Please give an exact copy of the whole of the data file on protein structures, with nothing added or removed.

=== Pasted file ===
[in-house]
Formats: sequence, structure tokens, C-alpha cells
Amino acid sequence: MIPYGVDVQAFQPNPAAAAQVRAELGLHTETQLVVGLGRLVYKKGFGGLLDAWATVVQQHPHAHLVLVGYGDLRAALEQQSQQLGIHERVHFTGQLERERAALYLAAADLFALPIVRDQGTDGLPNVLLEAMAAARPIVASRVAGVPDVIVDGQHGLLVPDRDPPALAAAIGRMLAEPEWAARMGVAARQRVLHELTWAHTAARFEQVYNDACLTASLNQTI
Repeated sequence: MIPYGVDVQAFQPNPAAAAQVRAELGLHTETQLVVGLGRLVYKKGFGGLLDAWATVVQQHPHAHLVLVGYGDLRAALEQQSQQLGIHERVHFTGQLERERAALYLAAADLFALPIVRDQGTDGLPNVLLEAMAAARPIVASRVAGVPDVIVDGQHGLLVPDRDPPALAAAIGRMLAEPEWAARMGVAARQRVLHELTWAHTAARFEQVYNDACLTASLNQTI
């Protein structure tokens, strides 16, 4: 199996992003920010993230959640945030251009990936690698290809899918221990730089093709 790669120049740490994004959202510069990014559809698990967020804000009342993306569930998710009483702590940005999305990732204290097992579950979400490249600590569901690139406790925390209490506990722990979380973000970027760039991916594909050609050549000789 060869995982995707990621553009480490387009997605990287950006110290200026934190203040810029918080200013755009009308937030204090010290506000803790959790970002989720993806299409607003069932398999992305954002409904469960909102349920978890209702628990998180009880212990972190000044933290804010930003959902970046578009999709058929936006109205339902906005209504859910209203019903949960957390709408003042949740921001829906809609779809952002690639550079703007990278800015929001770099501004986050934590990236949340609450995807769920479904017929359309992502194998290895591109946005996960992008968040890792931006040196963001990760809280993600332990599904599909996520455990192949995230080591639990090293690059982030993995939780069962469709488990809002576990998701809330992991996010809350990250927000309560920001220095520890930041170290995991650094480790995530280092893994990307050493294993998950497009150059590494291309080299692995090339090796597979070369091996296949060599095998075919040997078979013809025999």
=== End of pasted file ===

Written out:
[in-house]
Formats: sequence, structure tokens, C-alpha cells
Amino acid sequence: MIPYGVDVQAFQPNPAAAAQVRAELGLHTETQLVVGLGRLVYKKGFGGLLDAWATVVQQHPHAHLVLVGYGDLRAALEQQSQQLGIHERVHFTGQLERERAALYLAAADLFALPIVRDQGTDGLPNVLLEAMAAARPIVASRVAGVPDVIVDGQHGLLVPDRDPPALAAAIGRMLAEPEWAARMGVAARQRVLHELTWAHTAARFEQVYNDACLTASLNQTI
Repeated sequence: MIPYGVDVQAFQPNPAAAAQVRAELGLHTETQLVVGLGRLVYKKGFGGLLDAWATVVQQHPHAHLVLVGYGDLRAALEQQSQQLGIHERVHFTGQLERERAALYLAAADLFALPIVRDQGTDGLPNVLLEAMAAARPIVASRVAGVPDVIVDGQHGLLVPDRDPPALAAAIGRMLAEPEWAARMGVAARQRVLHELTWAHTAARFEQVYNDACLTASLNQTI
């Protein structure tokens, strides 16, 4: 199996992003920010993230959640945030251009990936690698290809899918221990730089093709 790669120049740490994004959202510069990014559809698990967020804000009342993306569930998710009483702590940005999305990732204290097992579950979400490249600590569901690139406790925390209490506990722990979380973000970027760039991916594909050609050549000789 060869995982995707990621553009480490387009997605990287950006110290200026934190203040810029918080200013755009009308937030204090010290506000803790959790970002989720993806299409607003069932398999992305954002409904469960909102349920978890209702628990998180009880212990972190000044933290804010930003959902970046578009999709058929936006109205339902906005209504859910209203019903949960957390709408003042949740921001829906809609779809952002690639550079703007990278800015929001770099501004986050934590990236949340609450995807769920479904017929359309992502194998290895591109946005996960992008968040890792931006040196963001990760809280993600332990599904599909996520455990192949995230080591639990090293690059982030993995939780069962469709488990809002576990998701809330992991996010809350990250927000309560920001220095520890930041170290995991650094480790995530280092893994990307050493294993998950497009150059590494291309080299692995090339090796597979070369091996296949060599095998075919040997078979013809025999």